Letters

1903 LETTERS AW1

Here’s a small selection of engaging readers’ letters…

AT THE moment we are practically all novices in motor cycling. There are a few experts, and one of the greatest troubles I have found has been that these experts are, in many cases, so very expert that their advice is of singularly little assistance to the average man.
They rattle off a number of strange terms which we do not understand, they omit to give vital instructions, and then excuse themselves by the offhand remark that “anybody would know how to do that”, forgetting that it is often the simplest and most obvious thing which escapes the attention of the novice.
RL Rafferty

THE FOLLOWING appeared in a daily paper a few days ago: “A horse attached to a carriage bolted in Bompton Road on Monday evening, collided with an omnibus, knocked down two cyclists, and then fell and broke its neck. One of the cyclists was killed. A coroner’s jury yesterday returned a verdict of ‘accident’.”
If the accident had been caused by a motor cycle or carriage, probably they would have written long leaders about “The Deadly Motor” or “The Motor Derby”.
Arthur M Kipky

DO you not think that the present is a good time to stir up motorists to form a real fighting society, or to greatly strengthen and wake up the existing one, if there be one? It is important that the first cases under the new act should give good and favourable precedents. The society would not have to be content with getting cases dismissed, but should prosecute and persecute the enemy. The last would soon be heard of trumped up cases.
KH Evans

IT HAS come to our attention that certain motor cycle manufacturers are making disparaging statements with regard to the easy win which our motor cycle secured in the Phoenix Park speed trials. If any of the gentlemen wish satisfaction and are open to a sporting offer, we are quite willing to arrange any match or series of matches with a view to giving them an opportunity of avenging their defeat.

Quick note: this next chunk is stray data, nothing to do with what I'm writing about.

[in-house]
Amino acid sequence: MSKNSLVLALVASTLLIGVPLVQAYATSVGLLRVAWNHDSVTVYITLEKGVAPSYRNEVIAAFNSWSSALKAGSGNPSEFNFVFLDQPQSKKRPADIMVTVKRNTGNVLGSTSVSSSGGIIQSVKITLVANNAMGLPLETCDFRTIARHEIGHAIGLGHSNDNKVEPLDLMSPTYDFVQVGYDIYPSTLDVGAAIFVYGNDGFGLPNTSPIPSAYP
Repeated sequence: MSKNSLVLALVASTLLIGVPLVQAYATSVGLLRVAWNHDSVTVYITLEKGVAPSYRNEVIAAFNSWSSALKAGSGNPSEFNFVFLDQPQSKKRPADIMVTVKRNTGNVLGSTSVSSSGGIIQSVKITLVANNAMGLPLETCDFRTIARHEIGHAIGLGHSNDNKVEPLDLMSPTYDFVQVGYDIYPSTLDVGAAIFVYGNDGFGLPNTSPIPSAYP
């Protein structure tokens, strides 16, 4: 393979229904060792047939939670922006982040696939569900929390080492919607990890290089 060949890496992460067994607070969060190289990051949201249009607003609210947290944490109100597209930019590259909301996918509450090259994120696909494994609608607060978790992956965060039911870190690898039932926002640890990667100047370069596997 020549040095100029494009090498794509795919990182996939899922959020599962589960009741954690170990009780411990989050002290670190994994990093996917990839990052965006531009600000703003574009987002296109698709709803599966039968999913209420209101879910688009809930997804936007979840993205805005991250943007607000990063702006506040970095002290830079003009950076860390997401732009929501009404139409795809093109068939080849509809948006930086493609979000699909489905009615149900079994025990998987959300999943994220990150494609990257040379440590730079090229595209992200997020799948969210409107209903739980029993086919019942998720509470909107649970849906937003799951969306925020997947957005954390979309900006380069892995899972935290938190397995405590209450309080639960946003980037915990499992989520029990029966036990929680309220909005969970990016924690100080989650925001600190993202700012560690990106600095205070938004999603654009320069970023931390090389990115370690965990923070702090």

Whilst writing we cannot refrain from expressing our astonishment at the unsportsmanlike and petty jealousy which prompted some of the competitors to get our motor bicycle disqualified on a technical point at the Castlewellan trials which followed the Phoenix Park trials, and the only explanation at which we can arrive is that after having been once so thoroughly beaten they were afraid to try their chances again by the side of the victorious Gamage motor bicycles.
WA Gamage Ltd

I HAVE noticed in the last few issues of your excellent paper a great cry out from a number of drivers of motor cycles as to punctures. I do not think motorists sufficiently appreciate the value of self-sealing air-tubes, or some may think them an unnecessary expense.
I have a 1903 3hp Quadrant motor bicycle with Clincher A1 motor tyres and self-sealing air-tubes, which I have driven nearly a thousand miles, and have not yet had a puncture, on roads which, as many of your readers will know, are mostly made of flint, and are very bad and loose in many places.
I stand 6ft 1in and wEigh close on 15 stone (no lightweight). The object of this letter is to point out to motor cyclists the great advantage I myself have had through using self-sealing air-tubes, and I am convinced that if motor cyclists used the best self-sealing tubes more than they do they would not be so worried with those awful bugbears – ‘punctures’.
I may mention that before I used self-sealing tubes on other motor bicycles I had punctures on almost every journey.
Sydney R Vernon

It WOULD not be much trouble for drivers of cars to carry a few, say, ½lb bags of red confetti with them. On discovering a police trap, nothing would be easier than to run back a hundred yards or so and empty one of the bags onto the road. This, as a warning to drivers, would be of more use than the amount of red tape that exists at present.
Fair Play

Will YOU kindly say whether it is possible to obtain any kind of instrument for indicating the speed that a motor car or motor cycle is travelling at, and, if not, would there in your opinion be a demand for a reliable indicator? If such a thing is on the market kindly let me know where I can obtain particulars of same and greatly oblige.
G Harkins
[The editor reassured his correspondent that AW Gamage of 125 Holborn, London EC, could supply a ‘speed indicator’  marketed as the Metroscope.]

1903 LETTERS AW2